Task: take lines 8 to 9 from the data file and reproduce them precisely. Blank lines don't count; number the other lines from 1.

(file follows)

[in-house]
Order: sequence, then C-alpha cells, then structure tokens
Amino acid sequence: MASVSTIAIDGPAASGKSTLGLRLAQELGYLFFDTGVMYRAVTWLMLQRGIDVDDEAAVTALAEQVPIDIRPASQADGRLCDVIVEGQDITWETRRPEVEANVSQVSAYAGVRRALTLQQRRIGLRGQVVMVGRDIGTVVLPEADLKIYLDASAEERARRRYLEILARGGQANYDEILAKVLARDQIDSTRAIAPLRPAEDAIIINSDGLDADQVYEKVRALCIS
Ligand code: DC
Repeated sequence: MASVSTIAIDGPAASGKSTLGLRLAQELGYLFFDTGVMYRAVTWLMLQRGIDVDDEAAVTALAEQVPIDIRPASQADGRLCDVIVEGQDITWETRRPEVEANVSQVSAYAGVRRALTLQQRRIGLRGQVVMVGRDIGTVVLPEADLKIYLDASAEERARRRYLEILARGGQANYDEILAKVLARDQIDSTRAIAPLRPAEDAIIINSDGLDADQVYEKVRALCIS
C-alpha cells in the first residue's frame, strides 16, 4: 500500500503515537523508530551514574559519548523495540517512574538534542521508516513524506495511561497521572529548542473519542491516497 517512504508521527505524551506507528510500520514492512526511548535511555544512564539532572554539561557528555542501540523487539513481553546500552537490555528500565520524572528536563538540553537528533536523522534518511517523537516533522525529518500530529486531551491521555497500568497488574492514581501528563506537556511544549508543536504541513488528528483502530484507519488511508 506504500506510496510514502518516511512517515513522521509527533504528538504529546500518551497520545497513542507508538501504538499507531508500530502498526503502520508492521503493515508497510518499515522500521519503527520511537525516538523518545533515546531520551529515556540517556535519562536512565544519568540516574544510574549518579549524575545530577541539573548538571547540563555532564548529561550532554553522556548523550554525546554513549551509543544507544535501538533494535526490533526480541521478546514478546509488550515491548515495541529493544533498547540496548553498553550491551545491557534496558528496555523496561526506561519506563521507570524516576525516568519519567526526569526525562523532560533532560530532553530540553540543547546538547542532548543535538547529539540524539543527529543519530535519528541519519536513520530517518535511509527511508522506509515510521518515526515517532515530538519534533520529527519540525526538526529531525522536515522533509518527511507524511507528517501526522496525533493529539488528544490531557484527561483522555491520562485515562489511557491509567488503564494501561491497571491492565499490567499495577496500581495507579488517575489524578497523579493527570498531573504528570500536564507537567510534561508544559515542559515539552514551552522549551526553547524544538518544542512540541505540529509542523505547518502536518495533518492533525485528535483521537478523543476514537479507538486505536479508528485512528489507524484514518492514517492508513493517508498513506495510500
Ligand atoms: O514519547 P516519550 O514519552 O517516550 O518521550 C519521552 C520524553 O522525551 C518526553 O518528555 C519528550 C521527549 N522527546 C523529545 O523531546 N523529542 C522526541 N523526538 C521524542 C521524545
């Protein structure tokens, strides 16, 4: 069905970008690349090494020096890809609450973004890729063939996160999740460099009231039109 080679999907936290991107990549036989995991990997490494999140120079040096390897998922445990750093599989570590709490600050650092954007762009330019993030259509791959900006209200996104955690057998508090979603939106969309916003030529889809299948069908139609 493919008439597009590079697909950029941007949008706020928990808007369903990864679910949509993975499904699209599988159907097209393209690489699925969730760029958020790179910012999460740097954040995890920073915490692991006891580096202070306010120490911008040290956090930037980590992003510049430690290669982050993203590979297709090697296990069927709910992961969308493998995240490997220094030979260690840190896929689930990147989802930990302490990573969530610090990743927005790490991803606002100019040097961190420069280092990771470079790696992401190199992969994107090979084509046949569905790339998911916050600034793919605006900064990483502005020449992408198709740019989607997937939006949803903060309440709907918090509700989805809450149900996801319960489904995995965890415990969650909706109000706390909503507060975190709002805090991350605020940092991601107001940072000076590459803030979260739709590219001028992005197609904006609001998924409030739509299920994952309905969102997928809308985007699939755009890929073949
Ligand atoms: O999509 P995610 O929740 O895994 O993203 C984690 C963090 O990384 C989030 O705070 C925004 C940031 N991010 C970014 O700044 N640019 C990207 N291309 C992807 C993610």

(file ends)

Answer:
């Protein structure tokens, strides 16, 4: 069905970008690349090494020096890809609450973004890729063939996160999740460099009231039109 080679999907936290991107990549036989995991990997490494999140120079040096390897998922445990750093599989570590709490600050650092954007762009330019993030259509791959900006209200996104955690057998508090979603939106969309916003030529889809299948069908139609 493919008439597009590079697909950029941007949008706020928990808007369903990864679910949509993975499904699209599988159907097209393209690489699925969730760029958020790179910012999460740097954040995890920073915490692991006891580096202070306010120490911008040290956090930037980590992003510049430690290669982050993203590979297709090697296990069927709910992961969308493998995240490997220094030979260690840190896929689930990147989802930990302490990573969530610090990743927005790490991803606002100019040097961190420069280092990771470079790696992401190199992969994107090979084509046949569905790339998911916050600034793919605006900064990483502005020449992408198709740019989607997937939006949803903060309440709907918090509700989805809450149900996801319960489904995995965890415990969650909706109000706390909503507060975190709002805090991350605020940092991601107001940072000076590459803030979260739709590219001028992005197609904006609001998924409030739509299920994952309905969102997928809308985007699939755009890929073949
Ligand atoms: O999509 P995610 O929740 O895994 O993203 C984690 C963090 O990384 C989030 O705070 C925004 C940031 N991010 C970014 O700044 N640019 C990207 N291309 C992807 C993610």